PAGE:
Anthro: USA April 2014
Anthropologie’s April catalog came out last week, and it again includes many pieces listed as made in the United States. I picked a few to share with you, and I have an interesting story that goes along with this post.
Nicole Romano has quite a few pieces of jewelry featured on Anthropologie’s site, and the Water Lily Bib Necklace is absolutely stunning. It would be a great statement necklace for years to come, and I really love its natural style paired with the sparkling crystals.
The Layered Willow Cami by Stark X is one of my favorite tanks in this catalog, and I love its whimsical layers and the pretty colorways. In the catalog, the shirt is listed as made in the USA, but on the website, it’s described as Imported. I’m noticing this discrepancy more and more often, and it’s becoming really frustrating. Without doing the detective work myself, I’m unsure of this brand’s origins, and I can’t seem to find much information about it online.
And, last but not least, the Carreau Maxi Dress by Lilka is a gorgeous and versatile piece that caught my eye in the catalog right away. Unfortunately, it’s another example of an Anthropologie item that is quite possibly made in the USA, as listed in the catalog, but described as Imported on the store’s site.
I decided that enough was enough, so I emailed Anthropologie’s customer service asking specifically about the Carreau Dress and the Lilka brand. A few days later, I received an email that the matter was being investigated and I should receive a response shortly. A day later, another person emailed and asked me to tell him specifically which items in the catalog are labeled “USA.” Well, it’s fairly self-evident, so I asked again about the Lilka brand and listed a few of the pages with American-made items. I also sent the link to my Anthro:USA series and explained my interest in American-made clothes, as well as the confusion that comes from mislabeling. Monday, I received an email from a third person who apologized for the inconvenience and is passing my information to the “appropriate department.” I’m not sure if that means I’ll receive another email or not, so I inquired again about the Lilka dress. I’m not holding my breath that I’ll hear anything back, but at least it’s all out in the open.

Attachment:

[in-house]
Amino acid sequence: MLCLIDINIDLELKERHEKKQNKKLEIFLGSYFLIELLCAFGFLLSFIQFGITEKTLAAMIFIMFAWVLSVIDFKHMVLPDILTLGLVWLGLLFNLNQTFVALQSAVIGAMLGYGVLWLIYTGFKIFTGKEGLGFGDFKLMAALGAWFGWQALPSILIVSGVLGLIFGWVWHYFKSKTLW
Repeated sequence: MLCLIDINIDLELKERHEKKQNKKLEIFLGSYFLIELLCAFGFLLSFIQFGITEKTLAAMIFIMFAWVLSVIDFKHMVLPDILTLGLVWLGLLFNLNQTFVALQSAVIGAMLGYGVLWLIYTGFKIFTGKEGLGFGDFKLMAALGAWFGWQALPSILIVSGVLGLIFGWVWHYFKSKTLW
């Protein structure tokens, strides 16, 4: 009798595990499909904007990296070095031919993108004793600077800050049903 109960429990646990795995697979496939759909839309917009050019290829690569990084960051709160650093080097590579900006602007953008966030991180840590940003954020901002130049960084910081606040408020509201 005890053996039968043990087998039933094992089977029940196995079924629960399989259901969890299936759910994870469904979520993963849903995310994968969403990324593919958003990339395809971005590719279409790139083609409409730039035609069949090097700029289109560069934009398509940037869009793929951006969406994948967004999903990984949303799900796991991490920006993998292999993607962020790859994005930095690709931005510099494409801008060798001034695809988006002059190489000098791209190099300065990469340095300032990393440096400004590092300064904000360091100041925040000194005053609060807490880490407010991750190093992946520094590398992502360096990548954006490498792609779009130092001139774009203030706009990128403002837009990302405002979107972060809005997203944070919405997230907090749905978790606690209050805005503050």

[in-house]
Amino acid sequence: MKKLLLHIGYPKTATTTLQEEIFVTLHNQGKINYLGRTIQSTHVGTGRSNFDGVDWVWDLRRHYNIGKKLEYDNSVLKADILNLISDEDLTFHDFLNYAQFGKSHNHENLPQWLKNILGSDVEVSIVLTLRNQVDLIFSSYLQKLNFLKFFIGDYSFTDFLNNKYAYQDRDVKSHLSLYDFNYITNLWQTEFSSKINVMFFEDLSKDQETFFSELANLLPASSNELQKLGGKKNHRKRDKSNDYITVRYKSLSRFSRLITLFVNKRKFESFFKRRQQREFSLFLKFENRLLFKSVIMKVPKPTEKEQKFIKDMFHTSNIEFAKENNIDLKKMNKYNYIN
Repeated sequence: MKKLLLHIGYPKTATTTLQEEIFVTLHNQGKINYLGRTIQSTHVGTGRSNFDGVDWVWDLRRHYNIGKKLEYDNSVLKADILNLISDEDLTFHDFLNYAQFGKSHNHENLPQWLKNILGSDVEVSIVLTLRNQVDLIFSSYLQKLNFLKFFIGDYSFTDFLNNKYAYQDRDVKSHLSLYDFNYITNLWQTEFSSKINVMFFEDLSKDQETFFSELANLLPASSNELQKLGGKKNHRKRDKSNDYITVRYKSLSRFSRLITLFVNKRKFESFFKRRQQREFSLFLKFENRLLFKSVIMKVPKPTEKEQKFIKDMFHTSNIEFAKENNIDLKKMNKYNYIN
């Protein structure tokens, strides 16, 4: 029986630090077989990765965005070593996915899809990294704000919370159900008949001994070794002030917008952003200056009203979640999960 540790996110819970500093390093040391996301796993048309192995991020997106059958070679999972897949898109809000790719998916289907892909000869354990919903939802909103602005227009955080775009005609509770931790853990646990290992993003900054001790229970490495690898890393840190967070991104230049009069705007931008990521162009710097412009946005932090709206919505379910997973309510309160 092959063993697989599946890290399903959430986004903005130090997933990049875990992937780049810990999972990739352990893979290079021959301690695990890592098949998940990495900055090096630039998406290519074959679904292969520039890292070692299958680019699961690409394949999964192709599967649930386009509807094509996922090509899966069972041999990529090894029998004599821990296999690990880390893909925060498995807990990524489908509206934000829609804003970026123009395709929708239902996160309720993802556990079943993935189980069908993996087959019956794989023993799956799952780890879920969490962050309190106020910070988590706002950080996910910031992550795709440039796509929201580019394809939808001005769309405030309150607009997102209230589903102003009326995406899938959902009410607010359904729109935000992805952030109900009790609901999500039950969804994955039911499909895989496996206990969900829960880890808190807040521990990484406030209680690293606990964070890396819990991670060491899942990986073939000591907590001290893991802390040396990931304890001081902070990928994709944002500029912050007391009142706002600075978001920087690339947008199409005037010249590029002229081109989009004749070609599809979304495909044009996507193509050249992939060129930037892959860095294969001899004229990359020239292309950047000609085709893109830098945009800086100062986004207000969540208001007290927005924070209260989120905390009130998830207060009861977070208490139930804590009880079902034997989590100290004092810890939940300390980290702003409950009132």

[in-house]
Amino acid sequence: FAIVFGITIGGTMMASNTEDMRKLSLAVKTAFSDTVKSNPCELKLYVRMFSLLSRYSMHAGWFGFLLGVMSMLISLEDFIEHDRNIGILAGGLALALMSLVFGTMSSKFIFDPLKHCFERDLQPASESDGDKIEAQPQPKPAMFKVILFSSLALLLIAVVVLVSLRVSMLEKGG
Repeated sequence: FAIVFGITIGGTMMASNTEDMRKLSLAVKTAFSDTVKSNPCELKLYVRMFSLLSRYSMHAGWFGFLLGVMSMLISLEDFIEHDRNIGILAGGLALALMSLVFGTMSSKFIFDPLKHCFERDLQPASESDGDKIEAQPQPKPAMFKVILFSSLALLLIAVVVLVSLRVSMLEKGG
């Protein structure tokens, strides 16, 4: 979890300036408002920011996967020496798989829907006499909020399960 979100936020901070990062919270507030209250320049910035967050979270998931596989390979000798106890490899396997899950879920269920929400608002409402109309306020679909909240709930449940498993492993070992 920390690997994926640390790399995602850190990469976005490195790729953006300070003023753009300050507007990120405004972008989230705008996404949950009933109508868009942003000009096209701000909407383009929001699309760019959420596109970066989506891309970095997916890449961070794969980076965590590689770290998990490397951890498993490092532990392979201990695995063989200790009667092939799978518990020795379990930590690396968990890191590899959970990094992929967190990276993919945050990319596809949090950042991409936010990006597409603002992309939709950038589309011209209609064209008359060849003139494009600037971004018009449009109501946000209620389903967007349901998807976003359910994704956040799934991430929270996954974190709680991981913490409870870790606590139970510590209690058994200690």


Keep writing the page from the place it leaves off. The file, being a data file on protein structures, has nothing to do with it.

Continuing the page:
I find the mislabeling of these items incredibly frustrating, and as someone who shops online often, this makes me hesitant to buy more clothing from Anthropologie unless I’m absolutely certain where it’s coming from. I really like their style and overall aesthetic, they do carry quite a few actual American brands, and they are currently featuring a collaboration with East African artists.
I’m hoping they’ll get the hint, and I promise to update you if I do hear back from them.